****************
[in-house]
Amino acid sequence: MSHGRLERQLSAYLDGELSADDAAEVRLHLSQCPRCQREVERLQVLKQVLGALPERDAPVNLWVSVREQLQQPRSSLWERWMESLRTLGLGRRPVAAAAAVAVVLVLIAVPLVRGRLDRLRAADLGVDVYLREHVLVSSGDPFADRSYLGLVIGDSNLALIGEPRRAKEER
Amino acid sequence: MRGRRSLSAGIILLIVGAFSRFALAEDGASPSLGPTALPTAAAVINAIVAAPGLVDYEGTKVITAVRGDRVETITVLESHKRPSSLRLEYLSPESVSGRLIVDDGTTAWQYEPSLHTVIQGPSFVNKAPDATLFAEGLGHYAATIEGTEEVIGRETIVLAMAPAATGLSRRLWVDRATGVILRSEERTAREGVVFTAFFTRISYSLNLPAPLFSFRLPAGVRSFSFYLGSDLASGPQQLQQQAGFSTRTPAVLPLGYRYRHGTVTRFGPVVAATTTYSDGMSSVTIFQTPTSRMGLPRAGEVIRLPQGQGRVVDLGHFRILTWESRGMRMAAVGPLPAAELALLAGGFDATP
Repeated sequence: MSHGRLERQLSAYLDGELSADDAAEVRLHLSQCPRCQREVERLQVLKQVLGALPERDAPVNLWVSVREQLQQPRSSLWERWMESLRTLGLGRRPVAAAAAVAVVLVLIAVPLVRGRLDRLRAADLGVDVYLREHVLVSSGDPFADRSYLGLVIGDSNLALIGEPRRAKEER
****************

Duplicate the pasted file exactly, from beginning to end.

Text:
[in-house]
Amino acid sequence: MSHGRLERQLSAYLDGELSADDAAEVRLHLSQCPRCQREVERLQVLKQVLGALPERDAPVNLWVSVREQLQQPRSSLWERWMESLRTLGLGRRPVAAAAAVAVVLVLIAVPLVRGRLDRLRAADLGVDVYLREHVLVSSGDPFADRSYLGLVIGDSNLALIGEPRRAKEER
Amino acid sequence: MRGRRSLSAGIILLIVGAFSRFALAEDGASPSLGPTALPTAAAVINAIVAAPGLVDYEGTKVITAVRGDRVETITVLESHKRPSSLRLEYLSPESVSGRLIVDDGTTAWQYEPSLHTVIQGPSFVNKAPDATLFAEGLGHYAATIEGTEEVIGRETIVLAMAPAATGLSRRLWVDRATGVILRSEERTAREGVVFTAFFTRISYSLNLPAPLFSFRLPAGVRSFSFYLGSDLASGPQQLQQQAGFSTRTPAVLPLGYRYRHGTVTRFGPVVAATTTYSDGMSSVTIFQTPTSRMGLPRAGEVIRLPQGQGRVVDLGHFRILTWESRGMRMAAVGPLPAAELALLAGGFDATP
Repeated sequence: MSHGRLERQLSAYLDGELSADDAAEVRLHLSQCPRCQREVERLQVLKQVLGALPERDAPVNLWVSVREQLQQPRSSLWERWMESLRTLGLGRRPVAAAAAVAVVLVLIAVPLVRGRLDRLRAADLGVDVYLREHVLVSSGDPFADRSYLGLVIGDSNLALIGEPRRAKEER